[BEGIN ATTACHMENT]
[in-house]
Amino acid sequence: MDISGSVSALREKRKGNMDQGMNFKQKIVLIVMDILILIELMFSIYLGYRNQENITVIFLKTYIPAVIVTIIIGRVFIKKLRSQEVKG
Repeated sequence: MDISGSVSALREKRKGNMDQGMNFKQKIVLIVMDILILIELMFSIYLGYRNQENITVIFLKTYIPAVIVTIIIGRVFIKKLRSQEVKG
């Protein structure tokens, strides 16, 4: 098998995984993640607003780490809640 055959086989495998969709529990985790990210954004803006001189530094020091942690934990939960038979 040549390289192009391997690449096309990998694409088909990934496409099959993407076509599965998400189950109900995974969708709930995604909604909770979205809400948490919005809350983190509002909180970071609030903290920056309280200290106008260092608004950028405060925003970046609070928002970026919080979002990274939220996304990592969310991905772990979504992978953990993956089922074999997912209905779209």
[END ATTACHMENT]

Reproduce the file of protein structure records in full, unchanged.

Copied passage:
[in-house]
Amino acid sequence: MDISGSVSALREKRKGNMDQGMNFKQKIVLIVMDILILIELMFSIYLGYRNQENITVIFLKTYIPAVIVTIIIGRVFIKKLRSQEVKG
Repeated sequence: MDISGSVSALREKRKGNMDQGMNFKQKIVLIVMDILILIELMFSIYLGYRNQENITVIFLKTYIPAVIVTIIIGRVFIKKLRSQEVKG
């Protein structure tokens, strides 16, 4: 098998995984993640607003780490809640 055959086989495998969709529990985790990210954004803006001189530094020091942690934990939960038979 040549390289192009391997690449096309990998694409088909990934496409099959993407076509599965998400189950109900995974969708709930995604909604909770979205809400948490919005809350983190509002909180970071609030903290920056309280200290106008260092608004950028405060925003970046609070928002970026919080979002990274939220996304990592969310991905772990979504992978953990993956089922074999997912209905779209």